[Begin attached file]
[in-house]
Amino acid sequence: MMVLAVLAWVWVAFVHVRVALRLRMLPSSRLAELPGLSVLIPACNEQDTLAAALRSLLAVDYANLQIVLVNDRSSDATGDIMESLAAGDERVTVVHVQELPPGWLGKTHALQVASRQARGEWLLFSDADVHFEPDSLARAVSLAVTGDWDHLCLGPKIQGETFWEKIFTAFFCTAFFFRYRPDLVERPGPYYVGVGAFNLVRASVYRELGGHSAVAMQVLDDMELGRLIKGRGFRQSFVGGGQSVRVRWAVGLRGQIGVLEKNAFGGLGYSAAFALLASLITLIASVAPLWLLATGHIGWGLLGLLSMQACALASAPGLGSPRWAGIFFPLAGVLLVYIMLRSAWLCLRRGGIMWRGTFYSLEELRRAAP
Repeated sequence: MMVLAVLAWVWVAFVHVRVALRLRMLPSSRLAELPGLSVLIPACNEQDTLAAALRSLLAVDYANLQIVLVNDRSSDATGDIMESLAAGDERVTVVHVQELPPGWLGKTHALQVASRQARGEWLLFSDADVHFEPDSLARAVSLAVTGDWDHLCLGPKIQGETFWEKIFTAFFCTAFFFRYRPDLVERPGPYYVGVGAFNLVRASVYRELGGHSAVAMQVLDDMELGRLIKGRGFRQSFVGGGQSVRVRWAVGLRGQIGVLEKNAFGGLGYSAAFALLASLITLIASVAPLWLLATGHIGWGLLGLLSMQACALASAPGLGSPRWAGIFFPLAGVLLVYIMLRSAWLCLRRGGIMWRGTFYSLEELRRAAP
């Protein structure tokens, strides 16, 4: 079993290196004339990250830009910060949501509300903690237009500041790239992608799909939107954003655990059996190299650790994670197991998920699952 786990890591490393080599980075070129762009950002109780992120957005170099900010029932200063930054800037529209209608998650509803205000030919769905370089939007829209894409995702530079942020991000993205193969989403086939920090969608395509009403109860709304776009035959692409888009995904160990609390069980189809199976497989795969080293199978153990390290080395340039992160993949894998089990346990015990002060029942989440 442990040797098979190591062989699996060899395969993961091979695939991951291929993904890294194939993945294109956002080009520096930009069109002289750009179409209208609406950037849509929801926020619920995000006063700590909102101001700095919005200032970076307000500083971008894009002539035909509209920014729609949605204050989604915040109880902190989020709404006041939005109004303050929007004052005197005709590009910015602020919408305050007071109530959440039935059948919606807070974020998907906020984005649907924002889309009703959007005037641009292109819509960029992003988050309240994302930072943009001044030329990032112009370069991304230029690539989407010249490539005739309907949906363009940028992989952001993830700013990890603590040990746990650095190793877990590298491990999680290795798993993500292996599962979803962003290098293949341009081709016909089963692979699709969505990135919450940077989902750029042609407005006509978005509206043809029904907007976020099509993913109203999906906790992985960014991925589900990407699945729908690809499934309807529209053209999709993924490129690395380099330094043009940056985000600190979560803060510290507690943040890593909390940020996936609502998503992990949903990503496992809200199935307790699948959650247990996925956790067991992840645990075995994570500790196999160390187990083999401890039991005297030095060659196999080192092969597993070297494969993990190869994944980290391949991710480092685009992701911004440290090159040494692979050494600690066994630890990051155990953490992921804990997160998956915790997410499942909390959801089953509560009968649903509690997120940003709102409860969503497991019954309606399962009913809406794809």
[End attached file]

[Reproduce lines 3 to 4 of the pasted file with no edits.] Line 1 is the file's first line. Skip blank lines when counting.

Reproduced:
Repeated sequence: MMVLAVLAWVWVAFVHVRVALRLRMLPSSRLAELPGLSVLIPACNEQDTLAAALRSLLAVDYANLQIVLVNDRSSDATGDIMESLAAGDERVTVVHVQELPPGWLGKTHALQVASRQARGEWLLFSDADVHFEPDSLARAVSLAVTGDWDHLCLGPKIQGETFWEKIFTAFFCTAFFFRYRPDLVERPGPYYVGVGAFNLVRASVYRELGGHSAVAMQVLDDMELGRLIKGRGFRQSFVGGGQSVRVRWAVGLRGQIGVLEKNAFGGLGYSAAFALLASLITLIASVAPLWLLATGHIGWGLLGLLSMQACALASAPGLGSPRWAGIFFPLAGVLLVYIMLRSAWLCLRRGGIMWRGTFYSLEELRRAAP
């Protein structure tokens, strides 16, 4: 079993290196004339990250830009910060949501509300903690237009500041790239992608799909939107954003655990059996190299650790994670197991998920699952 786990890591490393080599980075070129762009950002109780992120957005170099900010029932200063930054800037529209209608998650509803205000030919769905370089939007829209894409995702530079942020991000993205193969989403086939920090969608395509009403109860709304776009035959692409888009995904160990609390069980189809199976497989795969080293199978153990390290080395340039992160993949894998089990346990015990002060029942989440 442990040797098979190591062989699996060899395969993961091979695939991951291929993904890294194939993945294109956002080009520096930009069109002289750009179409209208609406950037849509929801926020619920995000006063700590909102101001700095919005200032970076307000500083971008894009002539035909509209920014729609949605204050989604915040109880902190989020709404006041939005109004303050929007004052005197005709590009910015602020919408305050007071109530959440039935059948919606807070974020998907906020984005649907924002889309009703959007005037641009292109819509960029992003988050309240994302930072943009001044030329990032112009370069991304230029690539989407010249490539005739309907949906363009940028992989952001993830700013990890603590040990746990650095190793877990590298491990999680290795798993993500292996599962979803962003290098293949341009081709016909089963692979699709969505990135919450940077989902750029042609407005006509978005509206043809029904907007976020099509993913109203999906906790992985960014991925589900990407699945729908690809499934309807529209053209999709993924490129690395380099330094043009940056985000600190979560803060510290507690943040890593909390940020996936609502998503992990949903990503496992809200199935307790699948959650247990996925956790067991992840645990075995994570500790196999160390187990083999401890039991005297030095060659196999080192092969597993070297494969993990190869994944980290391949991710480092685009992701911004440290090159040494692979050494600690066994630890990051155990953490992921804990997160998956915790997410499942909390959801089953509560009968649903509690997120940003709102409860969503497991019954309606399962009913809406794809």